Close Reading for Author's Craft with the Secret Life of Walter Mitty
Lesson 12 of 14
Objective: SWBAT think about how the author crafted a story in order to compare it to another author.
Connect: I will say, “Yesterday we reread the part of Walter Mitty and looked at the different points of view of Walter Mitty and his wife. Today we are going to look at the text again to determine how the author crafted the text to show the theme.
Teach: I will say, “In order to show a deeper understanding of the text, I am going to practice the skill thinking about author’s craft and the strategy of using what I know about how authors craft stories. The process I will use is as follows:
1) Re-read the part of the text that I read yesterday
2) Think to myself, “Why did the author craft the text this way”
3) Write long about the author’s craft
4) Compare to how an author crafted a theme from another story.”
I will show students a “how authors craft theme” chart with sentence stems or give them the resource sheet. Then I will show the students with Mason Dixon Memory how I determine an author’s craft moves. I will read the part where Clifton Davis starts thinking of his own memory while listening to Dondre, “Hmm…Clifton Davis not only uses a flashback, but then develops two different plot lines. I am going to jot down, “The author uses a flashback in order to develop two plot lines”
After I show at least three example of craft (I will have the other two already written). I will show the students how I think through, the authors craft moves in Mason Dixon and compare them to Song of Trees. I will show them an example of my writing.
Active Engagement: I will say, “I want you to re-read just the first paragraph of the part of The Secret Life of Walter Mitty that you read yesterday, using the chart, turn and tell your partner what kind of craft moves you see James Thurber making. Tell your partner the piece of evidence that makes you think this” I will check for understanding listening to every level of learner (at least 3 students-one who is at standard, one is approaching standard, and one who is above standard).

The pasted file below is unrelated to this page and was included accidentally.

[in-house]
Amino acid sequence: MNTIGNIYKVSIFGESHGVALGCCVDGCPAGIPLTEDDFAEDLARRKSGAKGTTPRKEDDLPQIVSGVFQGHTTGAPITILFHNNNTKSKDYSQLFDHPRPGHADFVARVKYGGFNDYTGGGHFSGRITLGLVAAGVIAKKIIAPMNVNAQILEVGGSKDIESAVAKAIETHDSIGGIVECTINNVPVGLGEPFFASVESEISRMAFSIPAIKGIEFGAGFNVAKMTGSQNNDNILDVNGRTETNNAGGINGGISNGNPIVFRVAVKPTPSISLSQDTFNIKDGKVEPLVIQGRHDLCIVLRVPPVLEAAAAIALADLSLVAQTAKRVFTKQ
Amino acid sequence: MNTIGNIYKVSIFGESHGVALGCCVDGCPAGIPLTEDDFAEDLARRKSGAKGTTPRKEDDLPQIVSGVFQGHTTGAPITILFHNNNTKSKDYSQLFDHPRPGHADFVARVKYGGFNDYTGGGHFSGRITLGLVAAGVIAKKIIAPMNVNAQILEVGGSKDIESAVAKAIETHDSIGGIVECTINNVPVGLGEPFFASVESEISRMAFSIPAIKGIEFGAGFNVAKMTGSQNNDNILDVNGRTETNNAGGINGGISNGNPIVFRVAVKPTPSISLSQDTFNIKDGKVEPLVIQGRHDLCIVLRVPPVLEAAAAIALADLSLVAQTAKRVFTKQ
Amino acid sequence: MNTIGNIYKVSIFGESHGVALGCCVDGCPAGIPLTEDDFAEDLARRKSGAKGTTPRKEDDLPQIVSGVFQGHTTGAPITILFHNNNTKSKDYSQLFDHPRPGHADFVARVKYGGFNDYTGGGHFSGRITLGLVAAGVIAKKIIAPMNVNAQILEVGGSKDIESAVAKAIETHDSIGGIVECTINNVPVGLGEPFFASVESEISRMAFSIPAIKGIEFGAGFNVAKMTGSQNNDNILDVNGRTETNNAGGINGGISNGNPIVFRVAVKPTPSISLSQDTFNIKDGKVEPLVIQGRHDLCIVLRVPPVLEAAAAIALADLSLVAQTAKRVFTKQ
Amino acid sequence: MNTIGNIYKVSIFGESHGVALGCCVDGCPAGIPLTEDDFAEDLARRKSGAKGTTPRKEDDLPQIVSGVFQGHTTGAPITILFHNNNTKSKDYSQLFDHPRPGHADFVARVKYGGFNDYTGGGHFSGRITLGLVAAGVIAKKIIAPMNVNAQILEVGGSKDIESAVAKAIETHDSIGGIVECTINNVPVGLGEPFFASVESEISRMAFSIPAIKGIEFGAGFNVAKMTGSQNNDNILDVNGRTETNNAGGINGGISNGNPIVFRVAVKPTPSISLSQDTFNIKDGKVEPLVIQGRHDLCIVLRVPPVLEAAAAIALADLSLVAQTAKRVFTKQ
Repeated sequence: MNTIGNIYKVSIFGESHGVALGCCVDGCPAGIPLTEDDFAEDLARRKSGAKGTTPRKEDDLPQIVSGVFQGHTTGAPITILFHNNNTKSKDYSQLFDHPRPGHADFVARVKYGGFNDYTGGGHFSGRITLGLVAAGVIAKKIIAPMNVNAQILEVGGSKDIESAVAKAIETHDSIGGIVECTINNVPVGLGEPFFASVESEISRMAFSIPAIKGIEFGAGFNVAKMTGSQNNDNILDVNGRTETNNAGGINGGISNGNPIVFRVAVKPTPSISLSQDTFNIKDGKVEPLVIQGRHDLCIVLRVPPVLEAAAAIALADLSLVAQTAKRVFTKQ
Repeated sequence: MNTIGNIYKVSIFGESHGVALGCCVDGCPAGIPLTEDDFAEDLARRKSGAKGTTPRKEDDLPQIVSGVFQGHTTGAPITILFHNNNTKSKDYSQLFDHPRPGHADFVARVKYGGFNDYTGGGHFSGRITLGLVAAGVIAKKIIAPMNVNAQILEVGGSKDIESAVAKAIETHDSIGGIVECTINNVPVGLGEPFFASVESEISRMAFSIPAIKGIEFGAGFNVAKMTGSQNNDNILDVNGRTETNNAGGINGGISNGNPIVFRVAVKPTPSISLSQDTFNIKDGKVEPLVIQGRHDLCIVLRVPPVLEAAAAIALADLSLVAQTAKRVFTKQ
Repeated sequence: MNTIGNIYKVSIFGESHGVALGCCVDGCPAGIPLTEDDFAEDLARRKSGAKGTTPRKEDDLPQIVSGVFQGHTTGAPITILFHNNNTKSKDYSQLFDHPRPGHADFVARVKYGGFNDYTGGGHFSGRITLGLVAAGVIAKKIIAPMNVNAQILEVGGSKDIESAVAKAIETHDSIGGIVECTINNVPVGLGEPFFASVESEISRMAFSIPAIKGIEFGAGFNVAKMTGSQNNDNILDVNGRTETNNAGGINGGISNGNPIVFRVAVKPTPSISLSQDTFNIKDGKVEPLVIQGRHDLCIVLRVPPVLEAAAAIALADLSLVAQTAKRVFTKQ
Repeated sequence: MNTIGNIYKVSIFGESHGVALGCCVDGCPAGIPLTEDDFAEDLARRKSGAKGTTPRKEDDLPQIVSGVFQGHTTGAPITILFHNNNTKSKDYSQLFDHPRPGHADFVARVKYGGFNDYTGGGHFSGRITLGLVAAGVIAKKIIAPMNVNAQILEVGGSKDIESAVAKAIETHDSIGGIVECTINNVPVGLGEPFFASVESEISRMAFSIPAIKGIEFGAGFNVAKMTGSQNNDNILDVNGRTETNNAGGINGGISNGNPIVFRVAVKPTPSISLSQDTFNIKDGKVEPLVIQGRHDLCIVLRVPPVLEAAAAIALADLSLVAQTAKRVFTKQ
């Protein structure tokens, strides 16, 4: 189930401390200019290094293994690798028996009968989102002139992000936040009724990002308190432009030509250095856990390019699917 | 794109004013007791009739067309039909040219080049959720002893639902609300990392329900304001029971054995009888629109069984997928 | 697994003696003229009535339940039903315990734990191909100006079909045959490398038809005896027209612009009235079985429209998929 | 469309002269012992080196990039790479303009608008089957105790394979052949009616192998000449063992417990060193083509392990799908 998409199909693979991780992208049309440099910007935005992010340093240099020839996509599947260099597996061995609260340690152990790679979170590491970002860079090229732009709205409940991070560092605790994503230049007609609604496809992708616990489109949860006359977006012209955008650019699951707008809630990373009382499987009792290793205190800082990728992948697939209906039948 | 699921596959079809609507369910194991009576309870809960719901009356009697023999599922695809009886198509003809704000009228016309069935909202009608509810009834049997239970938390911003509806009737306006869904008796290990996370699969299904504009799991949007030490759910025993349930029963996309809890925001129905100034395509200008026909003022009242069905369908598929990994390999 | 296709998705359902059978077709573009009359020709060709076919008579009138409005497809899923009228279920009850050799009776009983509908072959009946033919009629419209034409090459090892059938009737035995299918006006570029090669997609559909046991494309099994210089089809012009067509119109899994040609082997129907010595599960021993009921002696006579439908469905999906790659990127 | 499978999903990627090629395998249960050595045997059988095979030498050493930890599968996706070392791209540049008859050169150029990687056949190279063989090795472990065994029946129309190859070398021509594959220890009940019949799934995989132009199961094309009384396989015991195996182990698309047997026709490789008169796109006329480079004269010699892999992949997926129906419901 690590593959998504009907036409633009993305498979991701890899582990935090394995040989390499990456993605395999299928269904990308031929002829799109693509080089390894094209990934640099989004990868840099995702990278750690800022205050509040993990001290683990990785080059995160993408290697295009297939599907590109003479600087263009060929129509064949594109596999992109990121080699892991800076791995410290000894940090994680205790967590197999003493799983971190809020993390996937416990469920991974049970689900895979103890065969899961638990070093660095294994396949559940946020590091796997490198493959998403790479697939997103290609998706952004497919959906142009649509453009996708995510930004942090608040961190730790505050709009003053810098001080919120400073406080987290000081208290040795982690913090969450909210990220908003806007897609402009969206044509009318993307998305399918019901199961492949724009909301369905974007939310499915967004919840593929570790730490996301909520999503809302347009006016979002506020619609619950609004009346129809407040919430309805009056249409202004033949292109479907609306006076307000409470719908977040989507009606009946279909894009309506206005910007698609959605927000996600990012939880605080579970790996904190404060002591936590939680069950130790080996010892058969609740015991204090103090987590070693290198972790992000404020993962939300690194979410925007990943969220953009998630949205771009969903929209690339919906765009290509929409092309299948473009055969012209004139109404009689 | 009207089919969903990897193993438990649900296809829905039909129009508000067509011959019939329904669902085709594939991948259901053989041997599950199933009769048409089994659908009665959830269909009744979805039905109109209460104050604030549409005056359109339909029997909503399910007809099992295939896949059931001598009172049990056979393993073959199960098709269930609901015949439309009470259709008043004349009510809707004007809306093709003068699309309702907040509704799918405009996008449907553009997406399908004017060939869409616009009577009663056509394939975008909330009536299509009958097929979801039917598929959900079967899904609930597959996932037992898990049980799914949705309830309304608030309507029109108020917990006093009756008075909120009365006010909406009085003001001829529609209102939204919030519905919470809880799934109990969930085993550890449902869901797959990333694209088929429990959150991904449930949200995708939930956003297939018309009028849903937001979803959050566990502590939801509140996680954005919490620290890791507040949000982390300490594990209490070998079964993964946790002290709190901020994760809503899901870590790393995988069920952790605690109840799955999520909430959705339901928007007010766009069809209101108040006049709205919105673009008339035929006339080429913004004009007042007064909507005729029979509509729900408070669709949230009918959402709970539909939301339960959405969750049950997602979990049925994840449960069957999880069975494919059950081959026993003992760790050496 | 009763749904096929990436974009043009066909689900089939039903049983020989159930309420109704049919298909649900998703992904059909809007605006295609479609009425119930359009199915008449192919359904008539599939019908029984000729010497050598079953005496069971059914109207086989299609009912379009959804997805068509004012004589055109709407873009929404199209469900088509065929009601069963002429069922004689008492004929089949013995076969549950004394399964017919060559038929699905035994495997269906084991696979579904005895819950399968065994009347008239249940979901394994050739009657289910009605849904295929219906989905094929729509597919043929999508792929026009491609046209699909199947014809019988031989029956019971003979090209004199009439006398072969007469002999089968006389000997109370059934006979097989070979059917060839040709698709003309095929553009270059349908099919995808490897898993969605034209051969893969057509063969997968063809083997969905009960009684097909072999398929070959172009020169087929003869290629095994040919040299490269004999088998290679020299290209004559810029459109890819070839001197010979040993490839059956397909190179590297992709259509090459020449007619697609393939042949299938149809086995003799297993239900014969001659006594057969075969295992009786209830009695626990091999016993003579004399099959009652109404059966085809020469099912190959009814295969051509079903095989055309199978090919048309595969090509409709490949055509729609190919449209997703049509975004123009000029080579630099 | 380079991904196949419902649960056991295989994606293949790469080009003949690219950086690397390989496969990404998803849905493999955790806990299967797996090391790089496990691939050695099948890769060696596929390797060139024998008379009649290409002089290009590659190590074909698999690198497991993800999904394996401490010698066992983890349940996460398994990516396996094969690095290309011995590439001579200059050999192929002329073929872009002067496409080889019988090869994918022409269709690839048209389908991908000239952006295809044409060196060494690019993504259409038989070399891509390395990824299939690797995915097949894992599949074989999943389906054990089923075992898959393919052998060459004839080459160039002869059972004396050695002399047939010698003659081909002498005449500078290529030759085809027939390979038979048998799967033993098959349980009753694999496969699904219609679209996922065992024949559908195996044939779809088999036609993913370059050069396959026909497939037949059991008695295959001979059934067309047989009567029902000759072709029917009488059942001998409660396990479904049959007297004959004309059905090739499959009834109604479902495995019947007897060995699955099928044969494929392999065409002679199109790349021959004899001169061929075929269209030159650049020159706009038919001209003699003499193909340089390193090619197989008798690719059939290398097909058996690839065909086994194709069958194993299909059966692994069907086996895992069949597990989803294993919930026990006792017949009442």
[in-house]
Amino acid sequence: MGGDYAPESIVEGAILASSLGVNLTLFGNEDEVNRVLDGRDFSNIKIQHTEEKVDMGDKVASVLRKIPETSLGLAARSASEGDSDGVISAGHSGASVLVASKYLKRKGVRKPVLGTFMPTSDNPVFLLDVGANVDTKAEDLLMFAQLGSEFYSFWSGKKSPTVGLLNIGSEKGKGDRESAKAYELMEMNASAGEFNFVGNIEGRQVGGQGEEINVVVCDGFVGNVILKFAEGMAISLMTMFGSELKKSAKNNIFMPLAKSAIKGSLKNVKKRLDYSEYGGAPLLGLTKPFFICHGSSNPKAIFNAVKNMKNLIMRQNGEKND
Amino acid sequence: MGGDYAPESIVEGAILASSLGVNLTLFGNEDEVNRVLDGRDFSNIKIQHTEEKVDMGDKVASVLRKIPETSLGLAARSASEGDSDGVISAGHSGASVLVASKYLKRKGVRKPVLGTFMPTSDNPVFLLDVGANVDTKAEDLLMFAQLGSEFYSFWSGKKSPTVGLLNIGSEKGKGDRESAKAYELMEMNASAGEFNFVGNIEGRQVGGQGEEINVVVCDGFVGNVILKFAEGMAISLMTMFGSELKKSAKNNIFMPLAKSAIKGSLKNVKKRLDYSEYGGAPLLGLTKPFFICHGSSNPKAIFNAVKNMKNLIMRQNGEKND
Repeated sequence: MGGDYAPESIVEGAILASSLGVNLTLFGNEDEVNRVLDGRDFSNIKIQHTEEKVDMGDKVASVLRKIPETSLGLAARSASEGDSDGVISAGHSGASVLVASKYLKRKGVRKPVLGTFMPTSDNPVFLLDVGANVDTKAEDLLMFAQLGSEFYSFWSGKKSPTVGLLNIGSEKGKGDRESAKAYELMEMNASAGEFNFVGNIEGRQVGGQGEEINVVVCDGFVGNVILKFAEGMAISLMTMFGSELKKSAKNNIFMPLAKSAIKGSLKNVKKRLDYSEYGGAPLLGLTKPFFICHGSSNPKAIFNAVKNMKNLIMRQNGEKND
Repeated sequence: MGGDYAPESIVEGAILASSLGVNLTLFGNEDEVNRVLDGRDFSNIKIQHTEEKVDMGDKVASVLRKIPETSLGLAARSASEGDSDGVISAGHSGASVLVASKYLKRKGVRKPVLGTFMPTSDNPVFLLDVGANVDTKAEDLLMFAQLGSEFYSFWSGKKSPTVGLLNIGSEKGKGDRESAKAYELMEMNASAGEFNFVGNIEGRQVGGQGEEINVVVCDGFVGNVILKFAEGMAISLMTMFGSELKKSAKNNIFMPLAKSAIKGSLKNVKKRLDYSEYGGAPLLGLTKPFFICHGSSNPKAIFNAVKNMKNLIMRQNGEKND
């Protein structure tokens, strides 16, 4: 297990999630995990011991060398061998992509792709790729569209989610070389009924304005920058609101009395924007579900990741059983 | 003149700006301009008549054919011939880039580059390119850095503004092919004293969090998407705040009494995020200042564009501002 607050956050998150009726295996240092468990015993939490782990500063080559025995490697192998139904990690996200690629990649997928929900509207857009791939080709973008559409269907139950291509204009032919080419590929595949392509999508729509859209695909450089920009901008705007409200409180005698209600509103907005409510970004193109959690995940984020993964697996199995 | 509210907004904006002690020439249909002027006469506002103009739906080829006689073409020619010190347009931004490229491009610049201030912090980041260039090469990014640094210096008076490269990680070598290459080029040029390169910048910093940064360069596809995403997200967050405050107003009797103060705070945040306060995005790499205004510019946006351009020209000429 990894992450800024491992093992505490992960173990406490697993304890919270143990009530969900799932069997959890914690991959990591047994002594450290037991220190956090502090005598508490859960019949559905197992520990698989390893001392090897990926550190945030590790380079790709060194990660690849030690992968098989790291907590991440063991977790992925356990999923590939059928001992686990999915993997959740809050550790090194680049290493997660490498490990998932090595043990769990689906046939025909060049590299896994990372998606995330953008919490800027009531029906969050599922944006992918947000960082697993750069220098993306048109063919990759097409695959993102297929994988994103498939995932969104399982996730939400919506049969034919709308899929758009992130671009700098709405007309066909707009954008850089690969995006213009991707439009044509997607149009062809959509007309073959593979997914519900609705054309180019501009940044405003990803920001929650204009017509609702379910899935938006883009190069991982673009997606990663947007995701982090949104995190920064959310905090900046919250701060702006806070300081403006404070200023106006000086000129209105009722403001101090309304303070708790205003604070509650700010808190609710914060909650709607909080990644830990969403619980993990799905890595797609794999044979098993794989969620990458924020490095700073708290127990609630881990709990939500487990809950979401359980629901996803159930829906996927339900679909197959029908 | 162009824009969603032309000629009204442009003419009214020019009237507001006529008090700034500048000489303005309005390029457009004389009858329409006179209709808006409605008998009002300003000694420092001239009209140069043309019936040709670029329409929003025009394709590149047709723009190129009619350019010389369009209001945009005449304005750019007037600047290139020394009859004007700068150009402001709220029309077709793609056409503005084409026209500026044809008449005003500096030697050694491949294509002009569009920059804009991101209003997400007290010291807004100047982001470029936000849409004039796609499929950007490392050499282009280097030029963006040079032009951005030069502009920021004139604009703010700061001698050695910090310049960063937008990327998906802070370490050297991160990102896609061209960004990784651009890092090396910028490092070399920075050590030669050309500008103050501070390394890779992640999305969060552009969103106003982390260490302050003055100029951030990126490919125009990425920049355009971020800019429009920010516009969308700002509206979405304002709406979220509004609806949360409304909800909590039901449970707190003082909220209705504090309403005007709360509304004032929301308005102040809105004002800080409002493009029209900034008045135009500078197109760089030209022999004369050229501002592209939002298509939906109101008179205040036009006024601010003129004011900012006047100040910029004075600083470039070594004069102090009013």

For students that were having trouble, I also had an example with The Secret Life of Walter Mitty. Here is an example:
Closing of Active Engagement: I will say, “Remember, in order to show a deeper understanding of the text, great readers practice the skill thinking about author’s craft moves and the strategy of using sentence stems and their resources. They re-read the part of the text which shows their theme, they think to themselves, “Why did the author craft the text this way? Then they compare how one author crafted a theme to another author.”
Independent Practice: I will say, “Now you are going to finish re-reading the part of the story you read yesterday, annotate for author’s craft and then write long about it by comparing James Thurber to either Mason Dixon Memory or Song of the Trees.”
I will remind students to use the author’s craft anchor chart and the compare and contrast sentence stems. Students will organize and write quietly while I conference using the Possible Conferences for Comparing Texts I will put on the writing music.
Partner Work: Students will be directed share their writing about author’s craft. I will say, “Decide who will be partner A and who will be partner B. Partner A you will share your thoughts about how James Thurber crafted the theme(s) of The Secret Life of Walter Mitty and how it compares to another text. Partner B, I want you to listen if partner A has a logical argument for a comparison between the authors of both texts. Give your partner feedback as to if they missed anything. I should hear you say, “I agree because…. OR I disagree because…” Then switch.”
Closing: For today students will turn in their “write longs” in order for me to assess their understanding of author’s craft.